#1
Hey UG.

How would I use a regular pentatonic shape to make a run for a solo? It's pretty much the only scale I feel confident enough to use to make a solo, so:

a) Should I try and find another scale to use? (If so, please recommend me one)
b) Not try and make a solo if this is the only scale I can use confidently
c) Just mess around and see what happens.

So yeah, please help ... Ima stuck.
R E G G A E
#2
Get your hands on Zakk Wylde's Pentatonic hardcore.. thatll help you alot or just study his solos and Jimmy Page's.. That should help quite a bit..

Go for the modes or at least minor, major scales..
and for god sake - Keep soloing!
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#3
mess around with differnet ideas all over the pentatonic scale, try it in loads of different keys too
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#4
well if you feel confident to use the pentatonic scale then use it. subsequently i would suggest learning other scale and also scale construction so you can start to solo outside the standard major/minor/mode scale boxes. i generally construct scales based on chord content of a song and they haven't failed me yet.
#5
It can pretty easy. Use legato to give you a chance to switch strings, make it interesting. Try playing in other places on the neck using the notes rather than just staying in a "box" shape.

Paul Gilbert style pentatonic runs are immense.
#6
Slash's runs in alot of his songs are really sweet. Dirty Little Thing has a sweet run too. And alot his awesome gnr solo's too.
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#7
u know David Gilmour never shreds in his solos but he does all those jazzy runs and phrasing, look the the Comfortably Numb solo and some of the runs in that, easy pentatonic that u can study from
#8
Natural minor is a sensible scale to learn after the minor pentatonic, as it's like the minor pentatonic with a minor 6th and major 2nd. If you're putting those into your pentatonic box shapes, it adds in some notes for runs so you can play three notes per string without stretching.
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Very good post Marmoseti, you're on the right track.



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#9
Something that I've been experimenting with recently is playing different pentatonic scales over the same chord progressions to get different sounds, rather than your normal minor pentatonic sound. For instance, playing over Cmaj7 or Cmaj chords, here's what I've discovered so far:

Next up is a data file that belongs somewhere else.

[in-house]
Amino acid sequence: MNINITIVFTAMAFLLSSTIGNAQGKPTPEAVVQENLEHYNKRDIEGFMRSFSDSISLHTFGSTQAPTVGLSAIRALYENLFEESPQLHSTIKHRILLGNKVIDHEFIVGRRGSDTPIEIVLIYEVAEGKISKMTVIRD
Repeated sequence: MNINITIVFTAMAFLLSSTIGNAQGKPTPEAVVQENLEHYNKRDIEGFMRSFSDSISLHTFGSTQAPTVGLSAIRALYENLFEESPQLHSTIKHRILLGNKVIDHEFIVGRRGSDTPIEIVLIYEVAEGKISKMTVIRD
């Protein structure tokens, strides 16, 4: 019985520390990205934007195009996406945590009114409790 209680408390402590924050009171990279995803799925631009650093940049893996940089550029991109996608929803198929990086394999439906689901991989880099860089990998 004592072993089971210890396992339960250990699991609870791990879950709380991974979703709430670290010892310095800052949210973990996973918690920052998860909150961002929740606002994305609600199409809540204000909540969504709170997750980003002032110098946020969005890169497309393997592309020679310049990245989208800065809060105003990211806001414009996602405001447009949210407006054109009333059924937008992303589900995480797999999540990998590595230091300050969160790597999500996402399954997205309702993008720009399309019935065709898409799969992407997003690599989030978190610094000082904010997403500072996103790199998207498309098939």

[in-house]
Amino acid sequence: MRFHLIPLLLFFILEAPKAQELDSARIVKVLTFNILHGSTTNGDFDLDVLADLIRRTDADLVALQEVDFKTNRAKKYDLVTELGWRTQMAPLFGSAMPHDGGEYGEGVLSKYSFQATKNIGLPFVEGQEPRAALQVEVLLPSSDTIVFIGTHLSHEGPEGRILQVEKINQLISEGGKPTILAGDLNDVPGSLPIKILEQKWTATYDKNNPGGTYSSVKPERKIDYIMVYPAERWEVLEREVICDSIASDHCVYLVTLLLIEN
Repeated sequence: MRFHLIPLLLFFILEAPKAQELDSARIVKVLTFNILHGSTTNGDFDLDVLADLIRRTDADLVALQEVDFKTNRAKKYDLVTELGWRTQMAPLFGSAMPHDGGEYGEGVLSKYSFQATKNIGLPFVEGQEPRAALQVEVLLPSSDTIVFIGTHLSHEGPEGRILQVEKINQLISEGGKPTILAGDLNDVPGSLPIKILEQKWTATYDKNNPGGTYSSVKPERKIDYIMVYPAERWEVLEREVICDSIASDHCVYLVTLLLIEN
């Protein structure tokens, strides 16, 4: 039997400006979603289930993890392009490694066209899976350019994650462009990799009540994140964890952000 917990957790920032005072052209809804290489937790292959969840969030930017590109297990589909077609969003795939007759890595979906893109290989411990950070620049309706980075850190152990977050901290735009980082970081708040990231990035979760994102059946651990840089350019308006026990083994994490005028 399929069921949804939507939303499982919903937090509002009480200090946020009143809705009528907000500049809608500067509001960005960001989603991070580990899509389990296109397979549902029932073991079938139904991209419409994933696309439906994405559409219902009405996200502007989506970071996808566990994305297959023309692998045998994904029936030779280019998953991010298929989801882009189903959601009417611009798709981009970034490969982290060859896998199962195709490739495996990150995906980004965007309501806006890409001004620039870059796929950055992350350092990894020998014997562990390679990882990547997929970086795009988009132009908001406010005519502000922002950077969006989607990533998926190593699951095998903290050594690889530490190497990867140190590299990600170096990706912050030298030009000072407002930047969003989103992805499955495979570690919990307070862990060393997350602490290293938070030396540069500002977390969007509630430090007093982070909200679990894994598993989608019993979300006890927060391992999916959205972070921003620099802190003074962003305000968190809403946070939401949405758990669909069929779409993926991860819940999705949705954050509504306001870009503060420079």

Cmaj7: C-E-G-B or Cmaj: C-E-G

Minor Pentatonic: (1-b3-4-5-b7)

Bm pentatonic: B-D-E-F#-A
In relation to C: (7-2-3-#4-6) [Lydian sound; simulates Cmaj13#11]

Am pentatonic: A-C-D-E-G
In relation to C: (6-1-2-3-5) [Simulates Cmaj13 over Cmaj7 or C6/9 chord over Cmaj]

Em pentatonic: E-G-A-B-D
In relation to C: (3-5-6-7-2) [simulates Cmaj13]

Dm pentatonic: D-F-G-A-C
In relation to C: (2-4-5-6-1) [Ionian/major sound over each of the chords]

Dominant Pentatonic: (1-2-3-5-b7)

G dom. pentatonic: G-A-B-D-F
In relation to C: (5-6-7-2-4)

D dom pentatonic: D-E-F#-A-C
In relation to C: (2-3-#4-6-1) [another Lydian-type scale; simulates Cmaj13#11 over Cmaj7 or C6/9#11 over Cmaj]

In the scales that don't have a C in them, you just have to add it every once in a while to let people know that you might have some idea of what you're actually playing. You should also experiment with other pentatonic scales to see what you can come up with. A scale will (usually) fit as long as you don't alter any of the notes in the chord that you're playing over. Try building the pentatonic scales from every note in teh chromatic scale. And make sure you don't limit yourself to major-type chords; try to find pentatonic scales to play over minor and dominant chords, too. Have fun with your experimentation. Remember that some people spend their entire careers using the pentatonic scales. Just because some people on the internet look down on guitarists who use just pentatonics, doesn't mean you have to move on. Get everything you possibly can out of them before you move on.
Last edited by titopuente at Feb 22, 2007,